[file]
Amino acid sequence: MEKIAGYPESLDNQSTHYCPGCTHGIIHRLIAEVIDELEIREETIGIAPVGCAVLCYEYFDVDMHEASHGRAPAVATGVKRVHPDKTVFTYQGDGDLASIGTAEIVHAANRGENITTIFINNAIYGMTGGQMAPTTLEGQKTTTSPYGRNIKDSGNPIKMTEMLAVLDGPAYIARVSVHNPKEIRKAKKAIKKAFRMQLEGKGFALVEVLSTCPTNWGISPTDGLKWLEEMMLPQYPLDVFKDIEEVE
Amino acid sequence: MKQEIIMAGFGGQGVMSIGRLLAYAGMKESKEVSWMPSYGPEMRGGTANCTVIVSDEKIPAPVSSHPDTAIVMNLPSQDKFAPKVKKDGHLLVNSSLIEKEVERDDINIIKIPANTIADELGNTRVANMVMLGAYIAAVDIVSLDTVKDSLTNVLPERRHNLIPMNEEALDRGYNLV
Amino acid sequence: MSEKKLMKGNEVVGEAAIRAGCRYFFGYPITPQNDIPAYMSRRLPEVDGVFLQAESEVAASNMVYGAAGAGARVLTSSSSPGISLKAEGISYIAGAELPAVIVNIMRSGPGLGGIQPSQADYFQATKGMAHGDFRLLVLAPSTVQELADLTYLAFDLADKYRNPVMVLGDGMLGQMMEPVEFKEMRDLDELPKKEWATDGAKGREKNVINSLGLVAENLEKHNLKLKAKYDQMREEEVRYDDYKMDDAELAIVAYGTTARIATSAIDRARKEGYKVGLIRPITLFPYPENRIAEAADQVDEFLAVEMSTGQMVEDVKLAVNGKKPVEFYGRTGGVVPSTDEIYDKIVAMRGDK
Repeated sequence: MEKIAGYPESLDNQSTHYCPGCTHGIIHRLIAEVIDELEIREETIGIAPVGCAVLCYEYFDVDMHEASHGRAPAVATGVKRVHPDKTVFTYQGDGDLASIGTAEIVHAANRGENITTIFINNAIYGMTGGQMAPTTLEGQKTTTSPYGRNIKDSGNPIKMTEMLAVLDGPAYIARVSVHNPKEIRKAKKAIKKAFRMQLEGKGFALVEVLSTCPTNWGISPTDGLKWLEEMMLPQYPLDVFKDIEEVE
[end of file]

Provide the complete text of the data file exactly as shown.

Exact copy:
Amino acid sequence: MEKIAGYPESLDNQSTHYCPGCTHGIIHRLIAEVIDELEIREETIGIAPVGCAVLCYEYFDVDMHEASHGRAPAVATGVKRVHPDKTVFTYQGDGDLASIGTAEIVHAANRGENITTIFINNAIYGMTGGQMAPTTLEGQKTTTSPYGRNIKDSGNPIKMTEMLAVLDGPAYIARVSVHNPKEIRKAKKAIKKAFRMQLEGKGFALVEVLSTCPTNWGISPTDGLKWLEEMMLPQYPLDVFKDIEEVE
Amino acid sequence: MKQEIIMAGFGGQGVMSIGRLLAYAGMKESKEVSWMPSYGPEMRGGTANCTVIVSDEKIPAPVSSHPDTAIVMNLPSQDKFAPKVKKDGHLLVNSSLIEKEVERDDINIIKIPANTIADELGNTRVANMVMLGAYIAAVDIVSLDTVKDSLTNVLPERRHNLIPMNEEALDRGYNLV
Amino acid sequence: MSEKKLMKGNEVVGEAAIRAGCRYFFGYPITPQNDIPAYMSRRLPEVDGVFLQAESEVAASNMVYGAAGAGARVLTSSSSPGISLKAEGISYIAGAELPAVIVNIMRSGPGLGGIQPSQADYFQATKGMAHGDFRLLVLAPSTVQELADLTYLAFDLADKYRNPVMVLGDGMLGQMMEPVEFKEMRDLDELPKKEWATDGAKGREKNVINSLGLVAENLEKHNLKLKAKYDQMREEEVRYDDYKMDDAELAIVAYGTTARIATSAIDRARKEGYKVGLIRPITLFPYPENRIAEAADQVDEFLAVEMSTGQMVEDVKLAVNGKKPVEFYGRTGGVVPSTDEIYDKIVAMRGDK
Repeated sequence: MEKIAGYPESLDNQSTHYCPGCTHGIIHRLIAEVIDELEIREETIGIAPVGCAVLCYEYFDVDMHEASHGRAPAVATGVKRVHPDKTVFTYQGDGDLASIGTAEIVHAANRGENITTIFINNAIYGMTGGQMAPTTLEGQKTTTSPYGRNIKDSGNPIKMTEMLAVLDGPAYIARVSVHNPKEIRKAKKAIKKAFRMQLEGKGFALVEVLSTCPTNWGISPTDGLKWLEEMMLPQYPLDVFKDIEEVE